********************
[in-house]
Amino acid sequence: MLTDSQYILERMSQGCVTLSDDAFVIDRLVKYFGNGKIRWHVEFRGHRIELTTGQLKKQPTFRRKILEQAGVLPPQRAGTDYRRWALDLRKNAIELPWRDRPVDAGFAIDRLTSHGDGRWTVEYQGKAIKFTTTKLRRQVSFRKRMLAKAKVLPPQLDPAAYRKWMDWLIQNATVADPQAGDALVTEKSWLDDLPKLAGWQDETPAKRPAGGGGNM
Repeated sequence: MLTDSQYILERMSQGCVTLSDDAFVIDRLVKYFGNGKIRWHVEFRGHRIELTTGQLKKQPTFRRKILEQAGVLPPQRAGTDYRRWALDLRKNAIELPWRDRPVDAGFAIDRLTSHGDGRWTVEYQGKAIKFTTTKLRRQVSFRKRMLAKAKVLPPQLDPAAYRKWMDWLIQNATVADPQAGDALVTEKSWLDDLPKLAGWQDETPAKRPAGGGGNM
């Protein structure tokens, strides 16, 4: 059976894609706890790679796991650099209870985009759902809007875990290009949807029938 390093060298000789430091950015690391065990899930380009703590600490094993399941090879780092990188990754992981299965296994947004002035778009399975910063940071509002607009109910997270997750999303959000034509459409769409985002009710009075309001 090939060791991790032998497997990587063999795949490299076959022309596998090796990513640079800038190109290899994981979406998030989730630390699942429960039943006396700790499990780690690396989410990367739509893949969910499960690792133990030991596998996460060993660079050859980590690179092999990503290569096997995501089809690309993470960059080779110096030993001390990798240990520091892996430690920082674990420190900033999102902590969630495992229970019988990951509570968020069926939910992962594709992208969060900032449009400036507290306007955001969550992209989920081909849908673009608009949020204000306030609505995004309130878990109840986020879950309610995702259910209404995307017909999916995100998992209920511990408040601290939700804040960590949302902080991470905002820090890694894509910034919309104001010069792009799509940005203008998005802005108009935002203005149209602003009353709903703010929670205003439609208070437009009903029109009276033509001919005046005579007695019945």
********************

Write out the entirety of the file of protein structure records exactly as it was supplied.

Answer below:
[in-house]
Amino acid sequence: MLTDSQYILERMSQGCVTLSDDAFVIDRLVKYFGNGKIRWHVEFRGHRIELTTGQLKKQPTFRRKILEQAGVLPPQRAGTDYRRWALDLRKNAIELPWRDRPVDAGFAIDRLTSHGDGRWTVEYQGKAIKFTTTKLRRQVSFRKRMLAKAKVLPPQLDPAAYRKWMDWLIQNATVADPQAGDALVTEKSWLDDLPKLAGWQDETPAKRPAGGGGNM
Repeated sequence: MLTDSQYILERMSQGCVTLSDDAFVIDRLVKYFGNGKIRWHVEFRGHRIELTTGQLKKQPTFRRKILEQAGVLPPQRAGTDYRRWALDLRKNAIELPWRDRPVDAGFAIDRLTSHGDGRWTVEYQGKAIKFTTTKLRRQVSFRKRMLAKAKVLPPQLDPAAYRKWMDWLIQNATVADPQAGDALVTEKSWLDDLPKLAGWQDETPAKRPAGGGGNM
């Protein structure tokens, strides 16, 4: 059976894609706890790679796991650099209870985009759902809007875990290009949807029938 390093060298000789430091950015690391065990899930380009703590600490094993399941090879780092990188990754992981299965296994947004002035778009399975910063940071509002607009109910997270997750999303959000034509459409769409985002009710009075309001 090939060791991790032998497997990587063999795949490299076959022309596998090796990513640079800038190109290899994981979406998030989730630390699942429960039943006396700790499990780690690396989410990367739509893949969910499960690792133990030991596998996460060993660079050859980590690179092999990503290569096997995501089809690309993470960059080779110096030993001390990798240990520091892996430690920082674990420190900033999102902590969630495992229970019988990951509570968020069926939910992962594709992208969060900032449009400036507290306007955001969550992209989920081909849908673009608009949020204000306030609505995004309130878990109840986020879950309610995702259910209404995307017909999916995100998992209920511990408040601290939700804040960590949302902080991470905002820090890694894509910034919309104001010069792009799509940005203008998005802005108009935002203005149209602003009353709903703010929670205003439609208070437009009903029109009276033509001919005046005579007695019945």